Steady Home Income: Yet Another Link Posting Scam
Quick Summary of Home Steady Income
Rating: 1 Another link posting scam to avoid.
The Good: The only good thing is that you will learn more about what a scam looks like.
The Bad: Blatant lies, half-truths and clever tricks are used to lure you in. The earnings reported are grossly exaggerated just to get your hopes up.
The Bottom Line: If you want to build a real, legitimate and solid online business, then avoid this scam. Instead, check out our top recommendation that can help you build a genuine business.
Home Steady Income Review
Whether you’re after a little bit of extra cash to supplement your income, or even trying to replace your day job with a more flexible alternative, these days most people turn to the internet.
Online you can find a variety of ways to make money, from traditional commerce sites, through freelancing and even things like affiliate and internet marketing.
Sadly, for every legitimate and valid system and method of making money online, there seems to be dozens of scams and dodgy systems designed to do nothing but rip you off!
Today I’d like to tell you about yet another scam I’ve come across, a type of system that I’ve seen countless times and heard countless stories of people falling foul of.
Steady Home Income by Kelly Simmons
Kelly Simmons is supposedly a work at home mom who has changed her life by using this system, but she is not real. This pseudonym has been used on dozens of other similar products and is designed to resonate with you: after all she’s a “normal” person who’s life has changed for the better. Don’t we all want that?
The sales pitch for Steady Home Income is a cookie cutter site for numerous other systems out there: the only difference is the name of the products (though I’m quite sure its content is the same).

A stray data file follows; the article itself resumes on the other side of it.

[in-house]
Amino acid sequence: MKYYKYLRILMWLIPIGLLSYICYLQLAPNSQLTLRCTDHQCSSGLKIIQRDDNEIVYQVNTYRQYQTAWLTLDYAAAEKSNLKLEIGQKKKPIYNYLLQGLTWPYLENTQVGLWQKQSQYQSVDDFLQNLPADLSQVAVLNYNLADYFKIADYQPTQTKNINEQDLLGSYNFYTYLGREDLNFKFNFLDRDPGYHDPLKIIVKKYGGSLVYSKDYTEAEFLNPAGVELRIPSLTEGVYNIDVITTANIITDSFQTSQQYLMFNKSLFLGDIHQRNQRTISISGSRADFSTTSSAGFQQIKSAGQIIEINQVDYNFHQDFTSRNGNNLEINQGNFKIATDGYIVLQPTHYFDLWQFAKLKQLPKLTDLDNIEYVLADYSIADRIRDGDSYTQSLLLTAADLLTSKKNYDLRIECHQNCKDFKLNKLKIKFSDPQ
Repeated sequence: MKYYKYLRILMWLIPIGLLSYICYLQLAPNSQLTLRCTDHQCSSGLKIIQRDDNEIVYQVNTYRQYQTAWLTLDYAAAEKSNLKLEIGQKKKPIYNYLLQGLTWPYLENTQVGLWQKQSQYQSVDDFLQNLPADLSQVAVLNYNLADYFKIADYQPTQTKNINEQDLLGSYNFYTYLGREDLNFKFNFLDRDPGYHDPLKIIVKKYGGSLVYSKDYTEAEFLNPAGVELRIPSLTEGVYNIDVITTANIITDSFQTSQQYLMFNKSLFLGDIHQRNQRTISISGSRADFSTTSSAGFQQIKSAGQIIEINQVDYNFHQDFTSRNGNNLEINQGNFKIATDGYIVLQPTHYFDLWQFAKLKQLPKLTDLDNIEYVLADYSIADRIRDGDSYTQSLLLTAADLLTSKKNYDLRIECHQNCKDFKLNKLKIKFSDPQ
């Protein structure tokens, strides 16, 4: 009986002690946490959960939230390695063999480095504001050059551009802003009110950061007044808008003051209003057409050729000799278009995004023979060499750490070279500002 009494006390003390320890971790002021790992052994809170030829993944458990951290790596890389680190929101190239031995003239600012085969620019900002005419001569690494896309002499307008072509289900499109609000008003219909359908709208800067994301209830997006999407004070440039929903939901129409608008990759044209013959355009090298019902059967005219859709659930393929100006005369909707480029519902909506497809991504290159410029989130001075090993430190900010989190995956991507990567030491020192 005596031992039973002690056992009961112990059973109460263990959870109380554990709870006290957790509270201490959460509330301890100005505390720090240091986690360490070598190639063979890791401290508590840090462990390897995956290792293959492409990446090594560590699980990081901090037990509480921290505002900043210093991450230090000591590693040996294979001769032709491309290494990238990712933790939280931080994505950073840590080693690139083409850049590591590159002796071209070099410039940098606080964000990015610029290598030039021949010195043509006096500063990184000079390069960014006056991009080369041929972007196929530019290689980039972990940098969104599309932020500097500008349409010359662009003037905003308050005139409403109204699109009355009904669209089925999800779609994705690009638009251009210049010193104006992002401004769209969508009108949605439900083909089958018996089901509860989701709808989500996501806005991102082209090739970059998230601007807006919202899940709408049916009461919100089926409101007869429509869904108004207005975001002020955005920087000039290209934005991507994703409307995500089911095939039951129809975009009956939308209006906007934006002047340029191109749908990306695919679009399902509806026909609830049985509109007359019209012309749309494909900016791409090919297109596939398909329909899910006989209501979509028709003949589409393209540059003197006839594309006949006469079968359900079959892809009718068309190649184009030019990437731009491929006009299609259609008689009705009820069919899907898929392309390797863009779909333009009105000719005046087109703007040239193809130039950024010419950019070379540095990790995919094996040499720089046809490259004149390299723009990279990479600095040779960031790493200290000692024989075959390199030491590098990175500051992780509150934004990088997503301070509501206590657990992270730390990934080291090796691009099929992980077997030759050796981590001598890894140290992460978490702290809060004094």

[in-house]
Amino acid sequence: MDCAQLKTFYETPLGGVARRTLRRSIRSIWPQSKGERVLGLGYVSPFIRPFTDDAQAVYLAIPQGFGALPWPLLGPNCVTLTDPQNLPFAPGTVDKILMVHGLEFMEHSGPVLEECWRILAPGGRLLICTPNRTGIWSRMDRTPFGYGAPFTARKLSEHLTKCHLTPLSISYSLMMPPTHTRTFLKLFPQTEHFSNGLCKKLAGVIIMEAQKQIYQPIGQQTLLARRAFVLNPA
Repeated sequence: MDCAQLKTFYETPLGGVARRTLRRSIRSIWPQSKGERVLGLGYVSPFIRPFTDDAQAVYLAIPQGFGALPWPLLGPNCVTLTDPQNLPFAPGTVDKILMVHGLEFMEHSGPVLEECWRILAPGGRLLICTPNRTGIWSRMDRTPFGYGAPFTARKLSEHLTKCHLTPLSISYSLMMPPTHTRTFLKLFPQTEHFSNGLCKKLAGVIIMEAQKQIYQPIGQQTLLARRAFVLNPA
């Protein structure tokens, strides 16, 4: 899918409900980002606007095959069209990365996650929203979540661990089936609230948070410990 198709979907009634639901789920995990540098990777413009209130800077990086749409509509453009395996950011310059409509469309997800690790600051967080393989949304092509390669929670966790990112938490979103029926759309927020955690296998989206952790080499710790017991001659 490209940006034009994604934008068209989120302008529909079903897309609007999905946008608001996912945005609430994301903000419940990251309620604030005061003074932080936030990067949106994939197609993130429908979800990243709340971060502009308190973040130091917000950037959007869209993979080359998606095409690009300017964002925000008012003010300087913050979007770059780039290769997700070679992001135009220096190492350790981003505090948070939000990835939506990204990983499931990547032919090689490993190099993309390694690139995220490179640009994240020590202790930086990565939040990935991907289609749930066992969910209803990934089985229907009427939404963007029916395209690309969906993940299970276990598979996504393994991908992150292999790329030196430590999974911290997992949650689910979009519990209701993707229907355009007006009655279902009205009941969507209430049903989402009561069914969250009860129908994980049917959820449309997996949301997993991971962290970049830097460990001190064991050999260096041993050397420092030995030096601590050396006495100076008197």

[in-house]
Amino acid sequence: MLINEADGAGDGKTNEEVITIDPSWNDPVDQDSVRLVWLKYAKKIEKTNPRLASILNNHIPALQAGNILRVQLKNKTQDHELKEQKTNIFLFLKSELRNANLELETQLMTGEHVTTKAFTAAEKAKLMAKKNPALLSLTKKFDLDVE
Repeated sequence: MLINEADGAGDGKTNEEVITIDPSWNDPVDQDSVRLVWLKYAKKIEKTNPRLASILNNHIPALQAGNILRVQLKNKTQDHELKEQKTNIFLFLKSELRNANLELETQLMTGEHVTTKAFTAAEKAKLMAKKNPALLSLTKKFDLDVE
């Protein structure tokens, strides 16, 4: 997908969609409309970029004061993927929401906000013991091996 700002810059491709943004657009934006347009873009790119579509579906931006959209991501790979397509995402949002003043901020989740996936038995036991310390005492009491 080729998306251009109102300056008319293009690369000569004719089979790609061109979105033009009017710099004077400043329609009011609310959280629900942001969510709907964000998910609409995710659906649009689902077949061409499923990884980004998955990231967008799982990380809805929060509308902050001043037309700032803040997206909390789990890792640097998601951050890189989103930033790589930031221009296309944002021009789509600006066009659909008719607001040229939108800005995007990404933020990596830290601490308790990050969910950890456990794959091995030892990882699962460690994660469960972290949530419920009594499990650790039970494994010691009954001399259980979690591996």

This duplicate site has all the hallmarks of a scam that should have you running for the hills,
For example, take the news channel logos at the top. Those have absolutely nothing to do with this system, but are there to subconsciously make you think that the system has a certain legitimacy to it.
This is furthered by the text over the video stating that “Recently this work at home opportunity has received a lot of national media attention”.
By who? When did this happen? Where can I find the details for this?
These are the sort of questions you should be asking yourself when you see statements like that, especially nowadays with the increase in fake news.
I can answer them all for you quite simply though: it’s a lie. This system has never even received local media attention, let alone national! Once more it’s simply trying to legitimize itself with you.
The video that is shown, like the news company logos, is used without permission and actually has nothing to do with Steady Home Income: it’s a generic news report about telecommuting that has been used by numerous online scams.
The sales pitch proper is a long rambling thing that aims to pull all the struggles and bad days at the job to the fore, to make you think about your finances and dream of a better life.